You will have no doubt read various communications about the renewed dispute between Universities UK (UUK) and UCU, over the USS scheme. UCU wishes to explain the situation as we see it, challenge some of the analysis, and outline what we as a branch would like to see this University do in order to ensure that the USS scheme is managed in a way acceptable to its members, preserving Defined Benefits.
Central to the dispute over USS is the valuation of the scheme’s assets and liabilities. On a rolling programme, USS establishes whether the scheme is in surplus or deficit and adjusts contributions to reflect that. However, there is no fixed valuation methodology and, within reason, the scheme’s trustees can adopt many different ways of assessing the scheme’s assets and liabilities and, therefore, contribution rates.
When strike action was called off in 2018, a Joint Expert Panel (JEP), comprising representatives of UCU and the employers and with an independent chair, was established to look at how the scheme operated. In its first report, it made seven recommendations for modifying the assumptions of the 2017 valuation, and both the employers and the union accepted these recommendations and asked the USS trustees to implement all of them.
The JEP estimated that if all its recommendations were applied to the 2017 valuation contributions would need to rise from 26% to 29.2%. However, USS have since announced a 2018 valuation to supersede the 2017 valuation. They have calculated that if all the JEP recommendations were applied to the 2018 valuation then contributions could return to 26% of salary, split between employers (18%) and employees (8%). USS’s trustees have refused to implement several of the most significant JEP recommendations.
USS has not been able to effectively articulate why the full set of recommendations proposed by the JEP cannot be implemented as agreed by both sides in the dispute. Employers are trying to blame the lack of full implementation of the JEP proposals on vague allusions to the requirements of the Pensions Regulator. But the truth is that USS did not even try to persuade the Regulator to accept them – despite the Regulator saying that it was open to being persuaded – and UUK have not pushed USS to do so.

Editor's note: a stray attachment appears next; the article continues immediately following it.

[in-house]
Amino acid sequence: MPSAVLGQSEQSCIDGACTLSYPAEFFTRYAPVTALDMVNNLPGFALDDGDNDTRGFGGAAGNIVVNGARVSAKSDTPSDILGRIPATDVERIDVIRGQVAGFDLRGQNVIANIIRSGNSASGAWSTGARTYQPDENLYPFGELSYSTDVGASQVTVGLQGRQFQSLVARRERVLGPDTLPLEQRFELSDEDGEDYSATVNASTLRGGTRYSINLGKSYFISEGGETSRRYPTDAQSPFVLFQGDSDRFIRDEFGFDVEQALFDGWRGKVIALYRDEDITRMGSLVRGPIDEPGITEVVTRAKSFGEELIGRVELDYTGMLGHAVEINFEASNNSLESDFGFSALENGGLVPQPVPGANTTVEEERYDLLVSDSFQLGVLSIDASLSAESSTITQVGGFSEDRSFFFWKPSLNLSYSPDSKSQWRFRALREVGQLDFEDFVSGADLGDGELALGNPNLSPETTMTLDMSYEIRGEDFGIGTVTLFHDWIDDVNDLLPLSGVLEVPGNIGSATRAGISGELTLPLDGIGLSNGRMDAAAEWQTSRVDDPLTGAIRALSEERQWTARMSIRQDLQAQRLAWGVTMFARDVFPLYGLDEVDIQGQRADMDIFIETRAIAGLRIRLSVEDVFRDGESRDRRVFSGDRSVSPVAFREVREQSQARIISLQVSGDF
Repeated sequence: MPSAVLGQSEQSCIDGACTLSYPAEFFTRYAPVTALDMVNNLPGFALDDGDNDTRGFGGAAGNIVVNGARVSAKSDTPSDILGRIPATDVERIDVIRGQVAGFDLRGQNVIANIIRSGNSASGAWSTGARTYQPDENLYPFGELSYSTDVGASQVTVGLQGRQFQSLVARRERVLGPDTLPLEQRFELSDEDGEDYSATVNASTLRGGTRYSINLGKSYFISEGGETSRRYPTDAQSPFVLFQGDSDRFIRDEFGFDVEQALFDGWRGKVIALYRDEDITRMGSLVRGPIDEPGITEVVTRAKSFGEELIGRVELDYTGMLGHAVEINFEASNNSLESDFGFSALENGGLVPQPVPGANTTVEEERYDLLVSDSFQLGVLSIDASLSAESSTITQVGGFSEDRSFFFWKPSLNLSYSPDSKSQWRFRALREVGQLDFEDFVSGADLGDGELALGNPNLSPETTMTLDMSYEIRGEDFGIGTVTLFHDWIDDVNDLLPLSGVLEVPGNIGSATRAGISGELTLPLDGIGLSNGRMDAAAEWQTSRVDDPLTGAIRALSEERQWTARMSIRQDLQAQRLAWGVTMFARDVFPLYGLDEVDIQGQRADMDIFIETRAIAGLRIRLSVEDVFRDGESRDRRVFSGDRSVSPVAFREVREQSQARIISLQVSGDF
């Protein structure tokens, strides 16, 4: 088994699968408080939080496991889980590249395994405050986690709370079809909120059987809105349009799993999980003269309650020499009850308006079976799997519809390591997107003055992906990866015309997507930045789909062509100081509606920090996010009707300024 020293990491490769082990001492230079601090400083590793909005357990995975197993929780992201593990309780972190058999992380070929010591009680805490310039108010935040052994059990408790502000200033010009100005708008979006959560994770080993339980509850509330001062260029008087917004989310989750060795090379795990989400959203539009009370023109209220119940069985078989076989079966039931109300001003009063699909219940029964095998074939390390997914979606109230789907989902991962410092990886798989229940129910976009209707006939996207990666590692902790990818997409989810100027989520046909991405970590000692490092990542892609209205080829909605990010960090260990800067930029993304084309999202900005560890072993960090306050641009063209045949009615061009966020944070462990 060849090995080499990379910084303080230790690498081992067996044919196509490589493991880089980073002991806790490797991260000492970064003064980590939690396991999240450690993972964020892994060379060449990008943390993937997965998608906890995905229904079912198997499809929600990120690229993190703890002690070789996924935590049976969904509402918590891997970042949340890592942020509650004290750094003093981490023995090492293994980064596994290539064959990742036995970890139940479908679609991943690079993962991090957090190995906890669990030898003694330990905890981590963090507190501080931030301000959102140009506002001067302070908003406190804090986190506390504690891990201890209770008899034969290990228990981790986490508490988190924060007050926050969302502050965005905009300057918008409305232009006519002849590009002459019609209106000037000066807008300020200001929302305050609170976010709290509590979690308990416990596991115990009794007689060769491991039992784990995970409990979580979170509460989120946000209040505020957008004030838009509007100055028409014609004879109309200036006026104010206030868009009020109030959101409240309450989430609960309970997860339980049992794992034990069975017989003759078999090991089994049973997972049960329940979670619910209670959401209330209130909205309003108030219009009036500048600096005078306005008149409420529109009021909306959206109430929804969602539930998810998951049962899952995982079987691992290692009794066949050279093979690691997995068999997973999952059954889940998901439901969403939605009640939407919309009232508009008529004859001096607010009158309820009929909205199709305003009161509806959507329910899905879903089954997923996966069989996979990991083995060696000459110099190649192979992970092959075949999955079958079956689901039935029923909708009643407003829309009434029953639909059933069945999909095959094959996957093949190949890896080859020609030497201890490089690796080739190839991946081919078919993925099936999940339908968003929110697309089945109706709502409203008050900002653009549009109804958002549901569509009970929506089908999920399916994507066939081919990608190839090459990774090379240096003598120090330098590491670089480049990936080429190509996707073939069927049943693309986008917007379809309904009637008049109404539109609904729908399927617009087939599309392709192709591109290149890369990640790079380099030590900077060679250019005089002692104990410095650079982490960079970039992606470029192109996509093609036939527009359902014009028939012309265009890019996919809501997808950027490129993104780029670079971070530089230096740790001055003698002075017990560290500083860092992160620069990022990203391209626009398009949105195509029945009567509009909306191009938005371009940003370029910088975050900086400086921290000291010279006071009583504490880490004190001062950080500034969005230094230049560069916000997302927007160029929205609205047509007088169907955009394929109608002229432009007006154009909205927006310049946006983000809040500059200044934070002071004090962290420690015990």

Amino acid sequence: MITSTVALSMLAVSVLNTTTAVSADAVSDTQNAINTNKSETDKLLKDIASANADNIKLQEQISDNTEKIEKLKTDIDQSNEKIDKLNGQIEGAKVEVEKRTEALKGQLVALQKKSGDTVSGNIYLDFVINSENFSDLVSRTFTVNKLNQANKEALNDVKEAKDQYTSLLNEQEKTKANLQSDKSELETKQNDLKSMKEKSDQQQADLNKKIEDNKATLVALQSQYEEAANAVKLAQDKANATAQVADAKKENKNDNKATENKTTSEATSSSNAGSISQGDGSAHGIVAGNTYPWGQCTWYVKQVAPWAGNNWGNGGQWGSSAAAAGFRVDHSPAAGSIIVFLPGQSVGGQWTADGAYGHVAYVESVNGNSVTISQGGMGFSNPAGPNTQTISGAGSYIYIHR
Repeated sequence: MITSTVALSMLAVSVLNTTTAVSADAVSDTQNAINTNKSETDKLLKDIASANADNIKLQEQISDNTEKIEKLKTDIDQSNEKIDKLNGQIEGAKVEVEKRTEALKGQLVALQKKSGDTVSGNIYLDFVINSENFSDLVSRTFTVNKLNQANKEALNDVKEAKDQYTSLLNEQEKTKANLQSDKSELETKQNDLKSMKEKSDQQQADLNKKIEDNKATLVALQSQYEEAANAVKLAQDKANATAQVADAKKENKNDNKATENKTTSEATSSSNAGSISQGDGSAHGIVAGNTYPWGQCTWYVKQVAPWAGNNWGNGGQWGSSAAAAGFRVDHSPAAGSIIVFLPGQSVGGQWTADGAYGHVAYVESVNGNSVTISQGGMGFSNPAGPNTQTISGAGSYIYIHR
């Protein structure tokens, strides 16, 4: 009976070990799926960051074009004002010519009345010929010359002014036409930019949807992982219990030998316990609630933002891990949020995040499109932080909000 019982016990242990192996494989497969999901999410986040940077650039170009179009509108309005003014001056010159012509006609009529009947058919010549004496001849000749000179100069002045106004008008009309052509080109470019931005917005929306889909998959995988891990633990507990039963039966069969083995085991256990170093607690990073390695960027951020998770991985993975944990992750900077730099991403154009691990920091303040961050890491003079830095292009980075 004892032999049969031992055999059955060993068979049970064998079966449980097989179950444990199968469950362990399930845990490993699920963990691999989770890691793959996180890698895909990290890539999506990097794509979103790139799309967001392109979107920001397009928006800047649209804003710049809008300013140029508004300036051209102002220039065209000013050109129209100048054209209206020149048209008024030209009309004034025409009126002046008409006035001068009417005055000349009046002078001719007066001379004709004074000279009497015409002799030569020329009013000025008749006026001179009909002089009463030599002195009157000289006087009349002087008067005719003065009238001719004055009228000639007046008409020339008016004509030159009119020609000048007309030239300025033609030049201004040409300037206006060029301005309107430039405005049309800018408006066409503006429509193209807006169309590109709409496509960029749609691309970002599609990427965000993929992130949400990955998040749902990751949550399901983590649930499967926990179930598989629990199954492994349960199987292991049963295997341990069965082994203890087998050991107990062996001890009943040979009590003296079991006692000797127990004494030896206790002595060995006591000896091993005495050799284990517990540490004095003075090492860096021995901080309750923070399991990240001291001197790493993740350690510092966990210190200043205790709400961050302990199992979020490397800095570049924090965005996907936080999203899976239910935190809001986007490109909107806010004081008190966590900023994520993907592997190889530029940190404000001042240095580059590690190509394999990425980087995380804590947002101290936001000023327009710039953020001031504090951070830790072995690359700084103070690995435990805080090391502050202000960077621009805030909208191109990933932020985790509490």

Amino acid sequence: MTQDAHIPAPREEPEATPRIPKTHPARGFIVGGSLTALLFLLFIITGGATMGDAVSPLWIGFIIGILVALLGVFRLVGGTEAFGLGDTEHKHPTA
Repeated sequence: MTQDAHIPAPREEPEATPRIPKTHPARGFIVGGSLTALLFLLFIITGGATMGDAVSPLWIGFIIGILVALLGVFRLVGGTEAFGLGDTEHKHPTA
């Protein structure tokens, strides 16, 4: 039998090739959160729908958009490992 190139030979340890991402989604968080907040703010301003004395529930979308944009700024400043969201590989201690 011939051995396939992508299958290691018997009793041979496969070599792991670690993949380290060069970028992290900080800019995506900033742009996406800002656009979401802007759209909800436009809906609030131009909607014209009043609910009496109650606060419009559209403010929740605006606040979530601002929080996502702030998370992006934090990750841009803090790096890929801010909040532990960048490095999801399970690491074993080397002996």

We call upon the University management publicly to demand the implementation of the JEP recommendations in full.
We call upon the University management publicly to support a 26% contribution rate based on implementation of the JEP recommendations in full.
Because USS has refused to accept all the JEP recommendations it is able to claim that the scheme is now in deficit and requires additional contributions. Your contributions, and those of the employers, increased in April 2019. Under its ‘option 3’, which the employers have not seriously challenged, USS has proposed that they increase again in October and, most likely, again in two years’ time at which stage total contribution rates will go above 34% of salary. And all this is based on the 2017 valuation methodology that was heavily criticised in the JEP report.
Our employers are arguing that the threat of an increase to 34% of salary is a chimera because, so the line goes, the second JEP report, which is due to be published later this year, will contain recommendations that will alter the scheme’s valuation methodology and governance and thus avert the proposed future increases.
At this stage we have no faith that the USS trustees will implement this second JEP report given its refusal to implement fully the first.
We are not prepared to commit on trust to further increases in contributions, nor are we prepared to agree to cost increases on the basis of a deeply flawed valuation that presents a healthy Scheme as being in deficit. If our employers are, then we call for them to shoulder 100% of the unwarranted increases in contributions.
Employee/Employer Contribution Rate Split